This Is What Happens When the Honeymoon Stage Wears Off
Don't fret: It doesn't spell the end of the good times.
Early on in our relationship, my now-husband said something alarming. "Just wait until we've been together two years," he ventured, "and the excitement is gone." Naturally a lively discussion followed. But six years in-with 18 months of marriage under our belt-I have to admit he had a point. While his words felt harsh at the time, there is truth to the statement: Our relationship is very different now than it was then. I certainly don't get nervous in the hours before our dates, and while I'll still turn up my style game, there's no getting around the fact that he sees both the before and after.
Sure, it can be a little sad to think we'll never get back that falling-in-love thrill, but my husband says that this stage was always the end game for him. As he sees it, the early days are fun, but it's far more exciting to realize you've found your partner. There's something to be said for knowing you've got a teammate who will help you deal with losing jobs, friends, and family members. (Or help you polish off that bottle of champs when you finally score that promotion.)
I will never again discover that he takes it really hard when his favorite team loses or that he approaches the holiday season with a childlike glee. But there are still other, arguably bigger, things to learn in our relationship. I can't wait to see what he's like as a father or enjoy the 'round-the-world adventures we'll take after we both retire. While I won't re-experience the magic of our first kiss, I much prefer the peaceful joy of peering over at him on the other end of the couch.
To hear Los Angeles-based bride Lindsay tell it, that was all part of the honeymoon stage. "To me, the honeymoon stage is that blissful time when you and your partner have come together, are close enough to be in a settled relationship, and are able to look towards the future with hope and excitement," Lindsay says, noting that it wore off for her and her husband about seven months ago, when she realized she was done with wedding planning. Like me, she agrees there's something to be said for being comfortable with your person-"It's refreshing not to have to worry about looking 'just so' all the time,"-and she's not concerned about their romance growing stale.
"I'm not breaking new ground by stating that a marriage takes effort, and I think it's important to make sure that no matter what, saying things like 'I love you' and 'thank you' never stop," she explains. For her, maintaining that passion requires a two-pronged approach. She and her husband make it a point not to cross paths without a hug and a kiss and they're not shy about doling out compliments. "Finding ways to appreciate your partner is what keeps that spark alive for us."
Of course, it's tough recreating the thrills that come with celebrating an engagement. In the lead up to her 2016 vows, recalls North Hollywood resident Rachel says, "People were genuinely so excited for us to get married, it was such a fun time. Then after the wedding, it felt like everyone just stopped caring about us because we were all married now. All the special attention wore off."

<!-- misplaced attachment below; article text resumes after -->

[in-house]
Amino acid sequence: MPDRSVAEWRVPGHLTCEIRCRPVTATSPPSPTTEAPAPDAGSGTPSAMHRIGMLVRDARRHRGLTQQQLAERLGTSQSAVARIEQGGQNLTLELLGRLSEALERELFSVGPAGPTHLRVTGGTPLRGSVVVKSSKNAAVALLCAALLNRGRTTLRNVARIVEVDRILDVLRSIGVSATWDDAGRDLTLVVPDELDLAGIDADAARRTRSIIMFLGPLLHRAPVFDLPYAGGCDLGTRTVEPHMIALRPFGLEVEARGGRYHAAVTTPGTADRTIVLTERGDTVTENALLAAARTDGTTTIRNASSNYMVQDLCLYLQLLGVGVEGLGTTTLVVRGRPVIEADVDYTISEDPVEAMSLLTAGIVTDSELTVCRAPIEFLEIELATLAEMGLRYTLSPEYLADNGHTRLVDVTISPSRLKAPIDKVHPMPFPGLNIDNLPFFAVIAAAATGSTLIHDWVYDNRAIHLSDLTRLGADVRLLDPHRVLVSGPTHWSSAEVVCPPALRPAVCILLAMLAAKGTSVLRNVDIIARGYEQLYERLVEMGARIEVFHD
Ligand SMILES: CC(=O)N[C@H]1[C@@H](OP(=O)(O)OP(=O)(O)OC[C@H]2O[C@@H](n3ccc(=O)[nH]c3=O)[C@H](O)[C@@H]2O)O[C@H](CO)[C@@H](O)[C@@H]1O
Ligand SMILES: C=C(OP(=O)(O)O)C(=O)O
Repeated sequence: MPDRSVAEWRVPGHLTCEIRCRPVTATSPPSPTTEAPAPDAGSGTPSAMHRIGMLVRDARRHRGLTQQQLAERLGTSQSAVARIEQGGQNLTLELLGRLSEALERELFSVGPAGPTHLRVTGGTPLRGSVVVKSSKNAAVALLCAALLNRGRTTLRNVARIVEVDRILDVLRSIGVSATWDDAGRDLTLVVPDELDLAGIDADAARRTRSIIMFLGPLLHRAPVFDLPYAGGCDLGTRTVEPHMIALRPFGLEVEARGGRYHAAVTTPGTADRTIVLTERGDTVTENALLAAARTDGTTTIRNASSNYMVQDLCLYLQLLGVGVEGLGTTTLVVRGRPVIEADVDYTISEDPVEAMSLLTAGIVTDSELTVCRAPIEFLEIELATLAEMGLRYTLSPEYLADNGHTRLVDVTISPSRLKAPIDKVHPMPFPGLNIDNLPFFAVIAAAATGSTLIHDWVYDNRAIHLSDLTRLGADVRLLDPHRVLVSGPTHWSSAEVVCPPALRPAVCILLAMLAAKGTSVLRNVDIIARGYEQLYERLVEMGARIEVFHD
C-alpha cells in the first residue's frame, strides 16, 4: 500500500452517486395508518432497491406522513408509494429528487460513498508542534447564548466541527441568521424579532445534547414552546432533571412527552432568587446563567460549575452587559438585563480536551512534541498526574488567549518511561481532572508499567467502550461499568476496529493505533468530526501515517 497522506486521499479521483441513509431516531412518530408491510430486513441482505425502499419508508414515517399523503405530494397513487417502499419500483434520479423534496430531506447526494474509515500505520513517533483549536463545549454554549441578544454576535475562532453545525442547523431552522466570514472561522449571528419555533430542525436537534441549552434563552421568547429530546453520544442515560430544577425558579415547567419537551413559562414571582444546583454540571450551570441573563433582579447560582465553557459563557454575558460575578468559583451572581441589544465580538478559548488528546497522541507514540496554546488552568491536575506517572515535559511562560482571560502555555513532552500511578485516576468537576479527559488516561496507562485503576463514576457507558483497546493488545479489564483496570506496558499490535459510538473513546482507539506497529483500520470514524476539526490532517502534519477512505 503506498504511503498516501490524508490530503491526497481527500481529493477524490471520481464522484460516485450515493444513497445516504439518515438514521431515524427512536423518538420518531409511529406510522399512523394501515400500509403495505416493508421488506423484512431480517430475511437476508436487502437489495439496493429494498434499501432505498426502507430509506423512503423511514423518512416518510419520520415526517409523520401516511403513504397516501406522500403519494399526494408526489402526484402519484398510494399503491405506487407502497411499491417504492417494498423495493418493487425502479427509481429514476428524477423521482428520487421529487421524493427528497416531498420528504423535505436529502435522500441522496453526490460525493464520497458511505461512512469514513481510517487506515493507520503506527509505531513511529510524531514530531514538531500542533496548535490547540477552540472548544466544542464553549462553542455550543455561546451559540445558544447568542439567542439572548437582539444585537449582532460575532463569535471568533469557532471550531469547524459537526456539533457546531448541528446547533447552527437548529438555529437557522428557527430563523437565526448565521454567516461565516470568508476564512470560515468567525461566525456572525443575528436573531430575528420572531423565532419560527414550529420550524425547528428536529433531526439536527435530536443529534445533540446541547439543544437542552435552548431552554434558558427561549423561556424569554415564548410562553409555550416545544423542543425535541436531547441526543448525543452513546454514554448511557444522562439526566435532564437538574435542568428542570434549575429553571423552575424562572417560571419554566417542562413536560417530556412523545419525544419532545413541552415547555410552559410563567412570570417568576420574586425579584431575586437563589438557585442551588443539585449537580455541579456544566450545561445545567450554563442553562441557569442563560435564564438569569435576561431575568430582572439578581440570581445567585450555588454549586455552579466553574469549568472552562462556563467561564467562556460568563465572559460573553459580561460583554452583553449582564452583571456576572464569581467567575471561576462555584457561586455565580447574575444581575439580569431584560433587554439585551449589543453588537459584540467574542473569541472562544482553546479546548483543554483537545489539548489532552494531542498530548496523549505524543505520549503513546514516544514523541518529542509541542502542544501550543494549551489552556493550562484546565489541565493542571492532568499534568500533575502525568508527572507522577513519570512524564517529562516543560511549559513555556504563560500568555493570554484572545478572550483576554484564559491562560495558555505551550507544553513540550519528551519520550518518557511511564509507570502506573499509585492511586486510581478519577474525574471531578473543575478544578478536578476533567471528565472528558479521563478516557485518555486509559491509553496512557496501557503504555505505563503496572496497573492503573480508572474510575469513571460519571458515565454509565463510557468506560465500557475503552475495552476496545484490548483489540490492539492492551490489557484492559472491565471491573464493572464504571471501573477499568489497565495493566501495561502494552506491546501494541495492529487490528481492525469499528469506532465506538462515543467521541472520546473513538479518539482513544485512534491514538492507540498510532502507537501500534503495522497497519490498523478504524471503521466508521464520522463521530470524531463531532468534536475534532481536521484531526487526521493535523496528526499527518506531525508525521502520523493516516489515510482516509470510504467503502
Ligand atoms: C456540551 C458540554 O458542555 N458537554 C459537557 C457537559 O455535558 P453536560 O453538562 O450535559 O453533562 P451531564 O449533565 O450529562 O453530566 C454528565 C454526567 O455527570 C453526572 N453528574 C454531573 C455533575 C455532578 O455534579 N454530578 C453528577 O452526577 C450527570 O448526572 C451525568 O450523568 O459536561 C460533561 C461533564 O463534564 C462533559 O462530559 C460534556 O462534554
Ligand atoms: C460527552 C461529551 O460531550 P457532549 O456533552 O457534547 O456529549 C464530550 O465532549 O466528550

Thankfully she had prepared herself for the drop. While it was tough letting go of her bride title, she had been warned to expect a "let down phase" after the big day. To combat the post-bridal blues, she filled their weekends with road trips and unique dates. "I think it's so important to keep having fun together," she says. "If you get off the couch and go do things, you'll never get bored."
After nine years together and one child in, Leah agrees. While being parents makes it tougher to squeeze in passion-filled nights out, she and her husband try to appreciate all of the exhilarating firsts they enjoy with their daughter instead. "Trying to take time together for adult conversation is crucial to our marriage," admits the Michigan-based wife, "but we balance this with a new layer of fun experiences we have as a family." And rather than worry that the newness of their union is over, "I like to think of layers of love being added on."
There's plenty to appreciate about being past the butterflies-in-the-stomach, will-he-ever-call phase. "I live somewhere where dating is incredibly hard," Rachel says of life in L.A., "and it's a relief to be done with that portion of our lives." Plus now, even the lowest moments of their relationship have an upside. When she and her husband argue, "There is a sense of security in knowing that we will fix the problem, whereas when you're dating, a fight could mean the end," she notes. "Neither of us have plans to go anywhere, so if we make the other person mad, there's that sense of security that this anger will subside and we'll return back to normal."
That status quo may not be the same rush you get after a really great first date, but it can still feel like a high. Knowing if they choose not to have kids, it'll be just the two of them forever, "is crazy to think about," admits Rachel. "But it doesn't scare me or worry me at all. It makes me excited to know I'd be okay with it just being us." And that's the kind of excitement that's unlikely to ever fade away.